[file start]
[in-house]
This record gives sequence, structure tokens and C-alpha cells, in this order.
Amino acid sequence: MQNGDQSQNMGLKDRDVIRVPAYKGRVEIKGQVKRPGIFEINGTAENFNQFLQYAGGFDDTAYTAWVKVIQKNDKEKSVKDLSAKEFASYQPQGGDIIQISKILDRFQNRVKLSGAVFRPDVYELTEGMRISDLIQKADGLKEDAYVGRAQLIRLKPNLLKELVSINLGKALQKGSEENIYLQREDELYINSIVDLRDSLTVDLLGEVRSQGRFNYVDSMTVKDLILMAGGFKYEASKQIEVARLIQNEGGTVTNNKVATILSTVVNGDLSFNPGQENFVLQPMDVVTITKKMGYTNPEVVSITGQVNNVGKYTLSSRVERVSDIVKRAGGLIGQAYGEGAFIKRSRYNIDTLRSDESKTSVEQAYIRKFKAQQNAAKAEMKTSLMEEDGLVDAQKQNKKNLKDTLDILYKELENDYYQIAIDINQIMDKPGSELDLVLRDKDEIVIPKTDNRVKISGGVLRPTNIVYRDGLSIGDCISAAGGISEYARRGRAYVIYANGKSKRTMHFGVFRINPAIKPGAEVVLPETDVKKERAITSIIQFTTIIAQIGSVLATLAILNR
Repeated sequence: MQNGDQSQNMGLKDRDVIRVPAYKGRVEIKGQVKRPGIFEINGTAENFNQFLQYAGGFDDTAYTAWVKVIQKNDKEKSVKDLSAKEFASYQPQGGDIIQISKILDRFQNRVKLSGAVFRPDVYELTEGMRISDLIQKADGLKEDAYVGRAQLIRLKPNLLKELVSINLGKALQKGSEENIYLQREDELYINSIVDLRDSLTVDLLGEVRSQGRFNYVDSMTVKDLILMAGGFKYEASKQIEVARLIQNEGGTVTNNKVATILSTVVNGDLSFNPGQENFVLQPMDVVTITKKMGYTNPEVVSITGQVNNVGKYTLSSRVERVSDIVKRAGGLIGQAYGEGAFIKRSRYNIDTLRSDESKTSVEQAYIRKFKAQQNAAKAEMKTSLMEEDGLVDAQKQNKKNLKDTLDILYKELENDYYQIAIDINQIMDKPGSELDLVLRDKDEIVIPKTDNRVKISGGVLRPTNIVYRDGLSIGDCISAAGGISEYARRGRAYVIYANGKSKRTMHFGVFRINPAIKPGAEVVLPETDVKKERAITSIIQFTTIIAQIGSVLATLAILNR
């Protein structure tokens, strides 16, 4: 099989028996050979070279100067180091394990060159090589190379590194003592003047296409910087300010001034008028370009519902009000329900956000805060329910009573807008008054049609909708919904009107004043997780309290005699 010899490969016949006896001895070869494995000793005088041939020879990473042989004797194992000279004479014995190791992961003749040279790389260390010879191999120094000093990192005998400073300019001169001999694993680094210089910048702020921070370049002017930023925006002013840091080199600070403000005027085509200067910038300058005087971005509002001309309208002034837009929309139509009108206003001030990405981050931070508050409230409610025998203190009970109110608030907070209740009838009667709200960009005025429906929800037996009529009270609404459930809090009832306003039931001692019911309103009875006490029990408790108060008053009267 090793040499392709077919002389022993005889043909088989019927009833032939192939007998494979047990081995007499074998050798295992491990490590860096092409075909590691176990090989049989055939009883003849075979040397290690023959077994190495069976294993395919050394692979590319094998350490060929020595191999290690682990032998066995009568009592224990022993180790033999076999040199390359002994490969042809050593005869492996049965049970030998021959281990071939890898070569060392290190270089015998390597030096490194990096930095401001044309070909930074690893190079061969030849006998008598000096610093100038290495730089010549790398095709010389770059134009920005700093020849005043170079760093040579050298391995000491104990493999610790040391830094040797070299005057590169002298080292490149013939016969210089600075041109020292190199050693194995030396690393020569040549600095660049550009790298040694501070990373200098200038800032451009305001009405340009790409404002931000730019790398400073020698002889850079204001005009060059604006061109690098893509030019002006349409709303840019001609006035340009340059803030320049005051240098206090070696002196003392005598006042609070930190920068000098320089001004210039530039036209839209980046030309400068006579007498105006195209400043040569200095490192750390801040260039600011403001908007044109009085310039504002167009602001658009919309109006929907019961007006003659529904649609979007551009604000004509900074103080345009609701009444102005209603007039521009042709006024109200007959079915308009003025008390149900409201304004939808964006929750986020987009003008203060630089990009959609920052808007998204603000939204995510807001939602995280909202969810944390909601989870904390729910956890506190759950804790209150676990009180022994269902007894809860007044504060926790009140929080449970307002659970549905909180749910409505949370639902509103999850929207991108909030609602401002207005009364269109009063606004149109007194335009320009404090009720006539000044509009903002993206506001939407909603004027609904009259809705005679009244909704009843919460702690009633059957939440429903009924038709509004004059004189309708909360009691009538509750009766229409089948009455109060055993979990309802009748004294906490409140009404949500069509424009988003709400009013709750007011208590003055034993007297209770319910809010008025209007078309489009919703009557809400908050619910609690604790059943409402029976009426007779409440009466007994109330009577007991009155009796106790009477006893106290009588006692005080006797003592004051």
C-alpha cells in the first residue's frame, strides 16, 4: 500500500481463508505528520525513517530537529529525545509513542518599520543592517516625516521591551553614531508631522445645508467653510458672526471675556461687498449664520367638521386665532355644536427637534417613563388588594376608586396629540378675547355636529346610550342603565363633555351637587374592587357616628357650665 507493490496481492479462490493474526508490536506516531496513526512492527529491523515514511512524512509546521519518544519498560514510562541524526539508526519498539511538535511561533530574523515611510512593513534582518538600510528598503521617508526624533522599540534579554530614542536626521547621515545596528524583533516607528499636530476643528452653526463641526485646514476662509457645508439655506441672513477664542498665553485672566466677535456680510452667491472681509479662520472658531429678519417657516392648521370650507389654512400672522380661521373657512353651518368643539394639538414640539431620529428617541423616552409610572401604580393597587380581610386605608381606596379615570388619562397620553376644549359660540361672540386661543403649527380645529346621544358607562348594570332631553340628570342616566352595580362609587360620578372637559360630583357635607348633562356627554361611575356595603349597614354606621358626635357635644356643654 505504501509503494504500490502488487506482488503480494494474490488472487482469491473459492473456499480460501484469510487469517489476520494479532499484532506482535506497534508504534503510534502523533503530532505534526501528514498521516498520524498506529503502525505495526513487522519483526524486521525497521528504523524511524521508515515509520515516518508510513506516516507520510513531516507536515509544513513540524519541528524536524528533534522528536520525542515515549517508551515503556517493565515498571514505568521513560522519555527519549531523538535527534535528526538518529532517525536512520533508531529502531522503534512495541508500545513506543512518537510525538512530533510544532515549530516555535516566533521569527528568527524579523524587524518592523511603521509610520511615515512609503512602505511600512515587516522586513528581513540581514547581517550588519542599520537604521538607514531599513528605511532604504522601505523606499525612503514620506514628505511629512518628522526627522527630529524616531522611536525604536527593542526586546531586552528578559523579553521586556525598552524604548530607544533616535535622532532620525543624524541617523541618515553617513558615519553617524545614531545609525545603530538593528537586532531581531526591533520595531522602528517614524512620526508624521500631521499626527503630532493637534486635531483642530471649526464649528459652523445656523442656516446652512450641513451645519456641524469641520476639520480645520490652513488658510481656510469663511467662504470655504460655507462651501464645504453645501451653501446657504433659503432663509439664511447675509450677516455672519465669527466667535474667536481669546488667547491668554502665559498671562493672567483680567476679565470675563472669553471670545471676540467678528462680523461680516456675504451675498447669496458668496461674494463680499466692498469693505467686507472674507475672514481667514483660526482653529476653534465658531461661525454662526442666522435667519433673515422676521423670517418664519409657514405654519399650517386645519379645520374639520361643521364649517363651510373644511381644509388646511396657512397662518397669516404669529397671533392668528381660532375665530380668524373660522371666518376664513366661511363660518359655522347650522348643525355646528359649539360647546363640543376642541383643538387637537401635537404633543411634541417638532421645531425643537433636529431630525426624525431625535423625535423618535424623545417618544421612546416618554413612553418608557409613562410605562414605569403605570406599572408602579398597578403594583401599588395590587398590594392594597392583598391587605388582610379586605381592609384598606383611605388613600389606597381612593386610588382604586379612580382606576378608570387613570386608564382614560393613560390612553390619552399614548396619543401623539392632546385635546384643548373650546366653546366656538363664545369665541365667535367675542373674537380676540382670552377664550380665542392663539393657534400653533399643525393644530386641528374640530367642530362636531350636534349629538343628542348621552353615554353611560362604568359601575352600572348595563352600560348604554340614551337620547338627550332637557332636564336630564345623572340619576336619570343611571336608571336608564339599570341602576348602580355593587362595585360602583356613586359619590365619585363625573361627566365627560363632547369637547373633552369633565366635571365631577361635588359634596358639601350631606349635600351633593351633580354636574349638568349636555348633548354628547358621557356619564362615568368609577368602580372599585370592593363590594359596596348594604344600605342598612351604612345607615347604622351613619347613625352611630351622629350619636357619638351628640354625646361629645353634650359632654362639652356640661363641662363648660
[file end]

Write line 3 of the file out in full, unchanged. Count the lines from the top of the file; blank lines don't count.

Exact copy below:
Amino acid sequence: MQNGDQSQNMGLKDRDVIRVPAYKGRVEIKGQVKRPGIFEINGTAENFNQFLQYAGGFDDTAYTAWVKVIQKNDKEKSVKDLSAKEFASYQPQGGDIIQISKILDRFQNRVKLSGAVFRPDVYELTEGMRISDLIQKADGLKEDAYVGRAQLIRLKPNLLKELVSINLGKALQKGSEENIYLQREDELYINSIVDLRDSLTVDLLGEVRSQGRFNYVDSMTVKDLILMAGGFKYEASKQIEVARLIQNEGGTVTNNKVATILSTVVNGDLSFNPGQENFVLQPMDVVTITKKMGYTNPEVVSITGQVNNVGKYTLSSRVERVSDIVKRAGGLIGQAYGEGAFIKRSRYNIDTLRSDESKTSVEQAYIRKFKAQQNAAKAEMKTSLMEEDGLVDAQKQNKKNLKDTLDILYKELENDYYQIAIDINQIMDKPGSELDLVLRDKDEIVIPKTDNRVKISGGVLRPTNIVYRDGLSIGDCISAAGGISEYARRGRAYVIYANGKSKRTMHFGVFRINPAIKPGAEVVLPETDVKKERAITSIIQFTTIIAQIGSVLATLAILNR